Inadequate Resourcing 

The Report found that the courts can often be helpless when it comes to finding an appropriate placement for offenders who are mentally ill. At the time of writing the Report, there were 22 people on the waiting list for a bed in the Central Mental Hospital, Dundrum but it was noted that this figure can rise to 40 - and local mental health services are not resourced adequately to look after offenders who present with challenging behaviour. 

A new centre in Portrane is in the course of being built with an increase in beds from 102 (in CMH Dundrum) to 170, including a unit for children and an Intensive Care Regional Unit. This brings Ireland's forensic beds from 2 per 100,000 to 3.5 per 100,000, which is still substantially lower than many other European countries. The Report notes that this is not a sufficient number now and will not be into the future, especially bearing in mind the absence of investment in other areas of general and forensic mental health care. 


Dr Finnerty sets out 11 recommendations arising from the Report:

1. There should be a focused integrated government approach, producing a comprehensive policy on the provision of forensic mental health services into the future. This should include all areas of forensic mental health.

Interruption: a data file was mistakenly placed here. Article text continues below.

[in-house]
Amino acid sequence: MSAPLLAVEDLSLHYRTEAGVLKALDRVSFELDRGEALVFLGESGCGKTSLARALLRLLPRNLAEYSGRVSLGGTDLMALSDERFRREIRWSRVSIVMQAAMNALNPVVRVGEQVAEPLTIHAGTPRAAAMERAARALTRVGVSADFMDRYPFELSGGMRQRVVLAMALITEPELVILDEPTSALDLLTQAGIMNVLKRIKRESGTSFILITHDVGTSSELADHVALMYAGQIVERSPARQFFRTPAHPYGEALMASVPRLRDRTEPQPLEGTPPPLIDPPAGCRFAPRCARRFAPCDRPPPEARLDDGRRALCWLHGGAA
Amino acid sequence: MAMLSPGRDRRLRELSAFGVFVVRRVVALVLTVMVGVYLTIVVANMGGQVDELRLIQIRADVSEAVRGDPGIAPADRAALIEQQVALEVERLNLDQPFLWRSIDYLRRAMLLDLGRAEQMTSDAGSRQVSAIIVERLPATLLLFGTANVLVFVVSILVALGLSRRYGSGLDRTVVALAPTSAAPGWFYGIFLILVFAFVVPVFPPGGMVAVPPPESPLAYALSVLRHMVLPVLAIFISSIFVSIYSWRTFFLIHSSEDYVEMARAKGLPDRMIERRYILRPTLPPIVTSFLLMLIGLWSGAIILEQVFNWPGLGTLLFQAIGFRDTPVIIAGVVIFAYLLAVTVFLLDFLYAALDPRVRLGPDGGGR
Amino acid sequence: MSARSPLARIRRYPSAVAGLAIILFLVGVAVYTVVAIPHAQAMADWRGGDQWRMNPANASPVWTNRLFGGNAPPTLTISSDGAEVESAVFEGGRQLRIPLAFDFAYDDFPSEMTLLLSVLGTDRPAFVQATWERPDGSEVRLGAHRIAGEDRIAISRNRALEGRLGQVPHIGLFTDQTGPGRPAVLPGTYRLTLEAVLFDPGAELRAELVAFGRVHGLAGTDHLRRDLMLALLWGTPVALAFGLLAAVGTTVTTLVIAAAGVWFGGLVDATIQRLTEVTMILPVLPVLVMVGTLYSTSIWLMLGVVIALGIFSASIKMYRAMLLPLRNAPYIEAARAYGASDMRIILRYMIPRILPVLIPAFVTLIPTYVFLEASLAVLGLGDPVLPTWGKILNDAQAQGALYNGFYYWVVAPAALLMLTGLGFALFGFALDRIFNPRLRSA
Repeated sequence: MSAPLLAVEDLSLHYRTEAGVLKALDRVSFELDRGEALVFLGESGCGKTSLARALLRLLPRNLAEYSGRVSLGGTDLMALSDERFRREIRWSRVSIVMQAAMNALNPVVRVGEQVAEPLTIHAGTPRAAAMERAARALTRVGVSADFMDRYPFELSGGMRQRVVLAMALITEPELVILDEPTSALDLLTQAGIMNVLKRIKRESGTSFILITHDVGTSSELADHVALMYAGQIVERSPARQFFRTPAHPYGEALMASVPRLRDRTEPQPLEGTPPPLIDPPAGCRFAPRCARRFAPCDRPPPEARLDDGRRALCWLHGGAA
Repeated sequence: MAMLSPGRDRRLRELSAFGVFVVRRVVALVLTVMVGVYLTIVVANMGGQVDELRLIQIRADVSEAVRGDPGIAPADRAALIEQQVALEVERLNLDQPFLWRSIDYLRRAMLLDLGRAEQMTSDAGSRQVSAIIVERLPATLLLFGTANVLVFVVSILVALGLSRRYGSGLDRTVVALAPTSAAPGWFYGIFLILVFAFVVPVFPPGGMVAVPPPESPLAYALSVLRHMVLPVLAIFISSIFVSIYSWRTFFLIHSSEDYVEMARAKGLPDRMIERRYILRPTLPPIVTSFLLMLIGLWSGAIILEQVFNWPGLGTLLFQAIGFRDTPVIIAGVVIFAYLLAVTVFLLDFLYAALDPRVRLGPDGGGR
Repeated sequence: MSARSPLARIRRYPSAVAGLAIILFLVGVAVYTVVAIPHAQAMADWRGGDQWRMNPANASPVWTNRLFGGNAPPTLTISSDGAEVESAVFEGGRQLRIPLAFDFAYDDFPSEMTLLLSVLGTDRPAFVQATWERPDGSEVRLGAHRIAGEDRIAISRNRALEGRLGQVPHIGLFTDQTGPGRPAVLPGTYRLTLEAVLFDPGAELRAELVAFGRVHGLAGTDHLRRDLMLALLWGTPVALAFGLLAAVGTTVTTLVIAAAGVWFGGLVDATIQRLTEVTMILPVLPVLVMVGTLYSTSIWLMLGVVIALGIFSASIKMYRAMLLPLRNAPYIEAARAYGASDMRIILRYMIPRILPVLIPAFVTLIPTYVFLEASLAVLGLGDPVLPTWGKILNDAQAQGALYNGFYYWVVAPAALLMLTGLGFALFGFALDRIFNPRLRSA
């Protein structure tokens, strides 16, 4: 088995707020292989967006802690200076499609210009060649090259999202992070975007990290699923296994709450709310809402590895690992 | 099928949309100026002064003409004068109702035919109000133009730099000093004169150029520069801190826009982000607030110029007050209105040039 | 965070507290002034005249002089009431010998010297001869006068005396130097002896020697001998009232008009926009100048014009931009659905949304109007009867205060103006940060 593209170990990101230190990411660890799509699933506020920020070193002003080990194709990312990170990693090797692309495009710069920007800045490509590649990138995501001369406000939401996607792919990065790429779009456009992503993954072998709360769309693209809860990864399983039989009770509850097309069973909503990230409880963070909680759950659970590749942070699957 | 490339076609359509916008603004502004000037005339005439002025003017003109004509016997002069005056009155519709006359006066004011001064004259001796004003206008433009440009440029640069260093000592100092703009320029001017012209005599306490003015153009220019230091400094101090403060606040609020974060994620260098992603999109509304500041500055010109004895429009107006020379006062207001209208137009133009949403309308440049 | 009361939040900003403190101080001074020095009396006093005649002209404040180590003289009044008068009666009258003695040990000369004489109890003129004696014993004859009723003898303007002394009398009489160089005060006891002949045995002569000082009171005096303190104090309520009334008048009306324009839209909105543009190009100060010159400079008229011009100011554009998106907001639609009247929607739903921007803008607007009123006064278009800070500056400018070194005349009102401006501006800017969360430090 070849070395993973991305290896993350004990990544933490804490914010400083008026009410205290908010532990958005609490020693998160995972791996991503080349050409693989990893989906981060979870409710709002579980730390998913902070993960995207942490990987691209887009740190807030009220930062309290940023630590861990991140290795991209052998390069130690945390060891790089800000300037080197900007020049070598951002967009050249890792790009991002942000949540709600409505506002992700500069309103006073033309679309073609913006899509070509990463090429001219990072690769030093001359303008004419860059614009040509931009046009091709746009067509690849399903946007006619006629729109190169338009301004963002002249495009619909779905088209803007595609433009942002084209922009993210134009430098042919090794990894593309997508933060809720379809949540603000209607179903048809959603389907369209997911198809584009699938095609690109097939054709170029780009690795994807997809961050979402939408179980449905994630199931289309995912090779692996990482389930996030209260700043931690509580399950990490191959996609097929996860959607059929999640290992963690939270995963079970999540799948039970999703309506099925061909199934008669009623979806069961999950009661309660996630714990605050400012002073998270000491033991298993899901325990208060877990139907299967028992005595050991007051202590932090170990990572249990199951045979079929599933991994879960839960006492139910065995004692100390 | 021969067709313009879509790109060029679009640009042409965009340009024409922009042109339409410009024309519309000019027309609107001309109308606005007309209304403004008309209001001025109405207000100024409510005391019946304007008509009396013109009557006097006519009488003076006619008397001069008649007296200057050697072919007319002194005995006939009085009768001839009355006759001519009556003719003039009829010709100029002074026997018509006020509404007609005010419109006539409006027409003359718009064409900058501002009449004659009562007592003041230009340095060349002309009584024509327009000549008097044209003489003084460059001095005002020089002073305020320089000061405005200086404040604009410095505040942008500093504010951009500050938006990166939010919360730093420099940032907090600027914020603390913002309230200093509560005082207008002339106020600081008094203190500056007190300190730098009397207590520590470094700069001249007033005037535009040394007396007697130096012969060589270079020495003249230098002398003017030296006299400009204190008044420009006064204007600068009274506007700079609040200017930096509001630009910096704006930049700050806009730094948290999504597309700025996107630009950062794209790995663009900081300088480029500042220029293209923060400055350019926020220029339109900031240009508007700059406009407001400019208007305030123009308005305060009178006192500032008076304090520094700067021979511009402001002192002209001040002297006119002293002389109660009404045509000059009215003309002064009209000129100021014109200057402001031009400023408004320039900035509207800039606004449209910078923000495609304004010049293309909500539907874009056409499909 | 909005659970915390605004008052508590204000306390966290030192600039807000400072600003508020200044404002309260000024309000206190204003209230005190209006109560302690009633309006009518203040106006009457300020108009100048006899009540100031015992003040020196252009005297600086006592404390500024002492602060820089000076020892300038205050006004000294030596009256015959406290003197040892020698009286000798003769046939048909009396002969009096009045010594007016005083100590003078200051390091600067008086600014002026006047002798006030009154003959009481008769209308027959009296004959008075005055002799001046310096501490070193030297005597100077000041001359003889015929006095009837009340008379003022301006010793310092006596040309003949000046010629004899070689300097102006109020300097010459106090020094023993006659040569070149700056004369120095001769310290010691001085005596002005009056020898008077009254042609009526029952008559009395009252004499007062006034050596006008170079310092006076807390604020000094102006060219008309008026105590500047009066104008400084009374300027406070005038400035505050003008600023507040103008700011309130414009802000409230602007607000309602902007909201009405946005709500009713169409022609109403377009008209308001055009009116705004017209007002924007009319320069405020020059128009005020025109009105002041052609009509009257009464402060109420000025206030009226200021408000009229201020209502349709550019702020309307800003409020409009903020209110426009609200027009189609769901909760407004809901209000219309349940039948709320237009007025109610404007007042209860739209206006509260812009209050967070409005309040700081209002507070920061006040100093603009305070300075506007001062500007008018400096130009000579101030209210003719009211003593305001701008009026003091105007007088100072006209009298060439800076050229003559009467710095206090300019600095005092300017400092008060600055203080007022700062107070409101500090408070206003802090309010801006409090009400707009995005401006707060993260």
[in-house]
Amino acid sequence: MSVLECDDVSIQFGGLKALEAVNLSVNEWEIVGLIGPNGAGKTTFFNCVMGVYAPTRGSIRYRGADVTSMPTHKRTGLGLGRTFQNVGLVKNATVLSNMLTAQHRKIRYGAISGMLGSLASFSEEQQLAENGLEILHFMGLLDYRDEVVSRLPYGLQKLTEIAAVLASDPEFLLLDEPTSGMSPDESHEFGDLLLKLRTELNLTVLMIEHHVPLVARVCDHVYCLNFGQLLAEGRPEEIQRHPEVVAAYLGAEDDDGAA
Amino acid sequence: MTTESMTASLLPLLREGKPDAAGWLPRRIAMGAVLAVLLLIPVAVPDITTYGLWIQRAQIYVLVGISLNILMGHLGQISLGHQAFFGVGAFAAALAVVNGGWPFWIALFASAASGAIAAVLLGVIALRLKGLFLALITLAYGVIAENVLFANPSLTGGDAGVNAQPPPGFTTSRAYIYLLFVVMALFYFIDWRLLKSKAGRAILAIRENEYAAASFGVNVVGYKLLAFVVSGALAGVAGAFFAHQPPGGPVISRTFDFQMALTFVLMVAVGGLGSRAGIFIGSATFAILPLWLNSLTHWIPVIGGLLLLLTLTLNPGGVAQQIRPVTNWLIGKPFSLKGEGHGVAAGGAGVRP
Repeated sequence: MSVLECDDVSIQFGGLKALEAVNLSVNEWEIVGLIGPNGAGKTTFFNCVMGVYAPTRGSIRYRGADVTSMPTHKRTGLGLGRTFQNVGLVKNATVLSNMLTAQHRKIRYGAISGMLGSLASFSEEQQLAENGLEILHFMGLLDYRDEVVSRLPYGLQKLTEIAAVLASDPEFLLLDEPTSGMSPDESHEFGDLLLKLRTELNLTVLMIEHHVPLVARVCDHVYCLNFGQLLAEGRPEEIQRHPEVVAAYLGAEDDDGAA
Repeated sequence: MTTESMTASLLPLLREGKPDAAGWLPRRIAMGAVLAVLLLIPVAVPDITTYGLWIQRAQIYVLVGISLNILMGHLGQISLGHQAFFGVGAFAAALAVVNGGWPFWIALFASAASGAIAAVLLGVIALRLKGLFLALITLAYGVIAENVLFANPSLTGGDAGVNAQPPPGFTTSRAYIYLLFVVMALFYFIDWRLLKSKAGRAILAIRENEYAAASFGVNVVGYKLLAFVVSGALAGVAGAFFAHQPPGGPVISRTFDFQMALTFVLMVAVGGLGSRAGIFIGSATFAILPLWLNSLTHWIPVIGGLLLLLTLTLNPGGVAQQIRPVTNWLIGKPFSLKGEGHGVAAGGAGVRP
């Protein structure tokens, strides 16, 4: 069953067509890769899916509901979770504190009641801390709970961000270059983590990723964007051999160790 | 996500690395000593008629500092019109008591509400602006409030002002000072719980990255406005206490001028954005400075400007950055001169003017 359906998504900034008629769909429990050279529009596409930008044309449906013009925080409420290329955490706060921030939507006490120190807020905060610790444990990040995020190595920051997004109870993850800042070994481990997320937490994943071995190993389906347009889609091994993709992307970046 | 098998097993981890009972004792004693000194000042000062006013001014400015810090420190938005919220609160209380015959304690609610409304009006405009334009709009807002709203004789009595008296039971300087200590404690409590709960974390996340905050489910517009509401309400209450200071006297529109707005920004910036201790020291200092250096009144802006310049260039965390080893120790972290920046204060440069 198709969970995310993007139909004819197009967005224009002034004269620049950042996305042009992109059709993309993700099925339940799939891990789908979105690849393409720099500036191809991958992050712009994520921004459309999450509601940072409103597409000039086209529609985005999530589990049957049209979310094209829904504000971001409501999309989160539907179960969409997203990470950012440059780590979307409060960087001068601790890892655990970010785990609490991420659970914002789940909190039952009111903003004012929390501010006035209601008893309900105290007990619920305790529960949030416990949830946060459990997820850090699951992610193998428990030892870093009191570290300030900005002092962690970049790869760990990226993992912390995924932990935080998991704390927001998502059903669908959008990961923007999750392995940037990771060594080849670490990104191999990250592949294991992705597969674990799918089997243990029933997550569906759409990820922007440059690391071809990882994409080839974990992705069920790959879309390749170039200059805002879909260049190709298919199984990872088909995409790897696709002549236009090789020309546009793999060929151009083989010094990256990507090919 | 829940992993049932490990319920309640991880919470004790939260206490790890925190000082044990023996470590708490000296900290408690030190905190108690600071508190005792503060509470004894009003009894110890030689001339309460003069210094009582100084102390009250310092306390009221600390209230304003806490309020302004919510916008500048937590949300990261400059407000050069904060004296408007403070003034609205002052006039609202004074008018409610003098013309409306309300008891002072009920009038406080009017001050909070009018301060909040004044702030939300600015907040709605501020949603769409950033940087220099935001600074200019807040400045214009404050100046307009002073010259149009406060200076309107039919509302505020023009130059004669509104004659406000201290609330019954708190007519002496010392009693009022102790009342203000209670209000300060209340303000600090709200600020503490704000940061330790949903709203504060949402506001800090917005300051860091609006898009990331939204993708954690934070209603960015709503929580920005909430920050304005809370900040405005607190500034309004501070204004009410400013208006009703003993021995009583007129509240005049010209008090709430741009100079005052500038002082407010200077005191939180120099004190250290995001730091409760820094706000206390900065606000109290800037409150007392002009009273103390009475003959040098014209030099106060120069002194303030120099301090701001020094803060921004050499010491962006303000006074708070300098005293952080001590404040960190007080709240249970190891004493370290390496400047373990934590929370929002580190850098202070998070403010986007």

2. There should be a planned, coordinated and organised approach to provision of forensic mental health services nationwide, with a clear governance structure and equality of access throughout the country.

3. Prisoners with severe mental illness in prison should have timely access to treatment in appropriate clinical settings.

4. There should be adequate and safe staffing of all forensic mental health teams.

5. Mental health advice, training and assistance to Gardaí at pre-arrest, arrest, custody and initial court hearing stages should be provided.

6. A comprehensive pre-arrest and court diversion service should be provided nationwide, and this should be adequately staffed.

7. There should be a specialist team to accept referrals for assessment of people with intellectual disability in the prisons. This team should have a national remit and liaise with service providers to arrange diversions and/or release planning.

8. Co-ordination should be improved between local mental health services and forensic mental health services to provide a seamless transition along all steps in the care pathway. This should be responsive to the person’s needs, rather than catchment area concerns.

9. Legislative reform should be implemented to remove barriers to diverting remand prisoners and to facilitate hospital transfer on sentencing.

10. ICRUs Intensive Care and Rehabilitation Units should be developed in the south and west of the country to facilitate provision of appropriate care. 

11. The recommendations of the European Committee for the Prevention of Torture and Inhuman or Degrading Treatment or Punishment 2019 report should be acted on as a matter of urgency.

The full text of the Report can be accessed here.